Strawberry season is our second favourite season, topped only by Christmas. We grow them in all shapes and forms, but thanks to our in-house foraging squad we never seem to have enough to bake or make anything with them.
Fortunately there are supermarkets, and although it is hard to resist a nicely-presented punnet in mid-November for the price of a small car, comes May they become almost affordable and even begin to taste and smell like real strawberries.
The other day we made the strawberry roll, which is our favourite. Next on the list is this sponge version, which looks – and tastes – impressive. The sponge I use is a German ‘Biskuit‘ that doesn’t require baking powder. It’s lighter and fluffier than the British sponge and well worth a try. The process is more or less identical, apart from the fact that you grease only the bottom of your cake tin, not the sides.
For the sponge (Biskuitboden)
- 180g caster sugar
- 6 medium eggs, separated
- 120g plain flour
- 80g cornflour
- 3 tsp vanilla sugar
Grease the bottom of a 20cm/8in cake tin (this recipe is sufficient for a two-layer 9in tin; I used the smaller tin to get the three layers on the picture). Preheat the oven to 180C.
Using an electric mixer, beat the egg whites until they begin to thicken, then add half of the sugar and keep beating until they are beginning to form soft peaks.
In a separate bowl, beat the yolks and the remaining sugar and vanilla sugar until pale. You can keep using the same mixer attachment to beat the yolks, just not the other way round!
Add the egg whites and sift over the flour and cornflour, using a spatula or a wooden spoon to fold in.
Spread the mixture evenly in your cake tin and bake for 25 minutes. Use a toothpick to check if it is ready: it should come out clean or with little crumbs.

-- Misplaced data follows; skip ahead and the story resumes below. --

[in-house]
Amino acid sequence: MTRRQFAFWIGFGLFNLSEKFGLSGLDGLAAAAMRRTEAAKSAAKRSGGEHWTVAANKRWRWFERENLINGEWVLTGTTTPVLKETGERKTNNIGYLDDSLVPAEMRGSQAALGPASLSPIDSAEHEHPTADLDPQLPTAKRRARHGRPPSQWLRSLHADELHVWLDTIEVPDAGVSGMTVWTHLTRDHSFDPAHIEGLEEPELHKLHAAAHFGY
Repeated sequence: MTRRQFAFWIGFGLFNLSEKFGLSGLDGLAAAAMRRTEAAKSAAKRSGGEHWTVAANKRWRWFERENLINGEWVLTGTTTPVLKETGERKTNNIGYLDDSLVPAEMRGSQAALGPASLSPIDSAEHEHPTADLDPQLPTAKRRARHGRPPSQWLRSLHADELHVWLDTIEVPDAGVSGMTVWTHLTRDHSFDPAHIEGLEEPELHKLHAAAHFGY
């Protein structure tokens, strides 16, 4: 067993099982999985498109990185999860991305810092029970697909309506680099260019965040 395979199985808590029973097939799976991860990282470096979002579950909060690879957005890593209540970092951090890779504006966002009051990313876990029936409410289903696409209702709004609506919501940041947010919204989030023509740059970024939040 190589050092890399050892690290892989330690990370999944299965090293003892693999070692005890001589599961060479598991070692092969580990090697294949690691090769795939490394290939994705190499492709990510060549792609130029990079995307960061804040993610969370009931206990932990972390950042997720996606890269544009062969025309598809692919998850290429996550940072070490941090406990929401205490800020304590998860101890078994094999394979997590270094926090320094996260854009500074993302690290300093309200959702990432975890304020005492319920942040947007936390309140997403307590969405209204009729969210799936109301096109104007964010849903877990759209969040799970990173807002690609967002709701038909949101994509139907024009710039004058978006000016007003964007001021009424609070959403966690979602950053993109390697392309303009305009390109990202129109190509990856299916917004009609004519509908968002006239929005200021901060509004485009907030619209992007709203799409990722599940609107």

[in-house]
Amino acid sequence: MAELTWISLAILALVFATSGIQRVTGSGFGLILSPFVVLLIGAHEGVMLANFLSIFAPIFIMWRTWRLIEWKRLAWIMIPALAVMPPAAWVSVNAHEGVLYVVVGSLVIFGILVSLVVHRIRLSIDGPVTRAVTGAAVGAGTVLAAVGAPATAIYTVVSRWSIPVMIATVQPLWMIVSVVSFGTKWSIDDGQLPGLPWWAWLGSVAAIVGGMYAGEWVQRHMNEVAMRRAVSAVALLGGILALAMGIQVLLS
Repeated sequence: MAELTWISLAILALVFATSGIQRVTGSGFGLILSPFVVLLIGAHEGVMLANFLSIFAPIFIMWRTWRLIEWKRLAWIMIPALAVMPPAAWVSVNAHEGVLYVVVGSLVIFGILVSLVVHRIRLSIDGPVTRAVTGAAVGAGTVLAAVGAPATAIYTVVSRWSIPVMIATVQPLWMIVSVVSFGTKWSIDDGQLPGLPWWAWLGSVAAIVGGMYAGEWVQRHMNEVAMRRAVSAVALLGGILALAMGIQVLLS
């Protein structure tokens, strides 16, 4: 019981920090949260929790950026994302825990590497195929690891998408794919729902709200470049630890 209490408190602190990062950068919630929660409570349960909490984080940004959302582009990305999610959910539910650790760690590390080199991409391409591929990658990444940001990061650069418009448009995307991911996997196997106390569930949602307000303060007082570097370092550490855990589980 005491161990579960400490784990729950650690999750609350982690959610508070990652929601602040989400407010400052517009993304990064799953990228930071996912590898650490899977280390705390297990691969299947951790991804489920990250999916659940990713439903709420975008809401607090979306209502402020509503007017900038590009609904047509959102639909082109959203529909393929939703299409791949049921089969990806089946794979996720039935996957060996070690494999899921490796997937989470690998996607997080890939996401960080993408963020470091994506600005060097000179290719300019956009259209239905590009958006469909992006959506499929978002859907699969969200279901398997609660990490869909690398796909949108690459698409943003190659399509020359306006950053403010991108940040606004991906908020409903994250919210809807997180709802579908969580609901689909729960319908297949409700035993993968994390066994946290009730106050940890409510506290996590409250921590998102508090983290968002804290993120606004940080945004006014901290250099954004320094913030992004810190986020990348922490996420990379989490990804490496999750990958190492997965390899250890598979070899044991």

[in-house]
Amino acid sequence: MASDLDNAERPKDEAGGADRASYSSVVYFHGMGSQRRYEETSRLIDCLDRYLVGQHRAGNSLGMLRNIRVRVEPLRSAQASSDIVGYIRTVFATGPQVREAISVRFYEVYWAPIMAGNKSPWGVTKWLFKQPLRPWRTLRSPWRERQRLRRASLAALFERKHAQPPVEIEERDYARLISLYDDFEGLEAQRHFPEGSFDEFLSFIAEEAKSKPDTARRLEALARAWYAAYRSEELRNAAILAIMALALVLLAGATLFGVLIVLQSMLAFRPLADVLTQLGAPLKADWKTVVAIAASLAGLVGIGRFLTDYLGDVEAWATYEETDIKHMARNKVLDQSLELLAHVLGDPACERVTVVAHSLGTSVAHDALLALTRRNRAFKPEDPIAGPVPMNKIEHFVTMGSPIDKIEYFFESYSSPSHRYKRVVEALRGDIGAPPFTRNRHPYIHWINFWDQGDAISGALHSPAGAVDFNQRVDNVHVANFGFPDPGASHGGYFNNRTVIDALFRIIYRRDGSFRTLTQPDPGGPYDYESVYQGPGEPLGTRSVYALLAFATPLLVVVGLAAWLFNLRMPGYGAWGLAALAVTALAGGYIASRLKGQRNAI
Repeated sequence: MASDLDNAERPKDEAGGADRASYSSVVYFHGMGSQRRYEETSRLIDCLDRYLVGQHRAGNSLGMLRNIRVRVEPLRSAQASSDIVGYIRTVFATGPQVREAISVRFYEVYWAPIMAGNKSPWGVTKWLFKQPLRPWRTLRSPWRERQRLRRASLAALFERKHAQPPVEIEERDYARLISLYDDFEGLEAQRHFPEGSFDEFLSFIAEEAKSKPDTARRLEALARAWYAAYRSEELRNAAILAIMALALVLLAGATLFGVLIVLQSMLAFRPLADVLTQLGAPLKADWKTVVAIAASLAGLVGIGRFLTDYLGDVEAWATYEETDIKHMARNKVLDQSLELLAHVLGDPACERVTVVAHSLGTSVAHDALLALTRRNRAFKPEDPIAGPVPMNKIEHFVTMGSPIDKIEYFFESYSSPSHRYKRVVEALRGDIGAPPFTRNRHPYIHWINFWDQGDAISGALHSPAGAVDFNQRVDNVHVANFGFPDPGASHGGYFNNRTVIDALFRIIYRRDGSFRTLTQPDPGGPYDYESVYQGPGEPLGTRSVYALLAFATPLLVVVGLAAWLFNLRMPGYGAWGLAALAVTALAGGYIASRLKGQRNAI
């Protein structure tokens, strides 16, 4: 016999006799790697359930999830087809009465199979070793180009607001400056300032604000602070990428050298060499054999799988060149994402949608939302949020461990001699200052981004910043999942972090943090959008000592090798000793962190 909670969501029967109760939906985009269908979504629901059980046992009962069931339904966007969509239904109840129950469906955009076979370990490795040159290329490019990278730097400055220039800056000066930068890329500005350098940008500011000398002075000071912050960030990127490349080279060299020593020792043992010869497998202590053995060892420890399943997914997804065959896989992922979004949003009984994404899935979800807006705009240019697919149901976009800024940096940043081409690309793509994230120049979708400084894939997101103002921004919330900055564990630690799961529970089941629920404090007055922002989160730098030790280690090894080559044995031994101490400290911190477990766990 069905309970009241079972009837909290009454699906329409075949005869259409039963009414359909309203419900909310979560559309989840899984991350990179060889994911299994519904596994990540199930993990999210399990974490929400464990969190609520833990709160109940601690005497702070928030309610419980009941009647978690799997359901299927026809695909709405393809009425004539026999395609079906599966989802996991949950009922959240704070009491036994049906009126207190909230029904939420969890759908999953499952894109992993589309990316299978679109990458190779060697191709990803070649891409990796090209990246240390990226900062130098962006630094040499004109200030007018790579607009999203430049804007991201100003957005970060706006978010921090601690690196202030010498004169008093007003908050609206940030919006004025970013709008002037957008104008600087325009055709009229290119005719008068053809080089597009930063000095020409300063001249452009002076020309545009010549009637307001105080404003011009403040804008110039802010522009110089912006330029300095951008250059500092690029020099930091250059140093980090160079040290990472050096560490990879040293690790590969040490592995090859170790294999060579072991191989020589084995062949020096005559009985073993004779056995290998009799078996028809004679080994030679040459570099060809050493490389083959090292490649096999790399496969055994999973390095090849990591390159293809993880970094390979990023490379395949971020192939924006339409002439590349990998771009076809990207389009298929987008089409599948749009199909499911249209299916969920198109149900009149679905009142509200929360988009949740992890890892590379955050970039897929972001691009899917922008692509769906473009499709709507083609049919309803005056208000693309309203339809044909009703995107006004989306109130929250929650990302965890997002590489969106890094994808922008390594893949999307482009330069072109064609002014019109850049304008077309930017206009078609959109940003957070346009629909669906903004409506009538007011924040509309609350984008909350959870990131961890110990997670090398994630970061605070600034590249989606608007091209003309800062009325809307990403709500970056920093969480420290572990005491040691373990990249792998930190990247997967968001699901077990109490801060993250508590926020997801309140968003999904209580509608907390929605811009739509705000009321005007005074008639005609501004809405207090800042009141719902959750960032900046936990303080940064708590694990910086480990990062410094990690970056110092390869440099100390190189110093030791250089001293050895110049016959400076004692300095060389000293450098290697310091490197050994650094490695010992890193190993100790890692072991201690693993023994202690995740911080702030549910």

Leave to cook before turning on to a wire rack.
Decorating the cake
- 1 kg strawberries, washed and hulled
- 1 pot of whipping cream
- 2 tsp vanilla sugar
Keep the prettiest strawberries for the top of the cake. Quarter and cut the rest into smaller pieces. Using an electric mixer, beat the cream with the vanilla sugar until it forms soft peaks – do not overdo it as you will end up with butter!
Cut the cooled cake horizontally into three layers. I began with the middle layer, which I put first on the serving plate. Cover with 1/3 or the whipped cream and 1/2 of the strawberry chunks.
Set the (rounded and therefore slightly uneven) top layer up-side-down on the strawberry and cream mix and press down to create an even top. Cover with half of the remaining cream and the rest of the strawberry pieces.
Finally set the bottom layer up-side-down on top of your cake: this should give you an even finish. Decorate with the remaining cream and strawberries and leave to cool in the fridge for at least one hour.
Enjoy al fresco, soaking up the warm rays of sun, with a cup of coffee for a very German afternoon ‘Kaffee und Kuchen’, or coffee-and-cake session.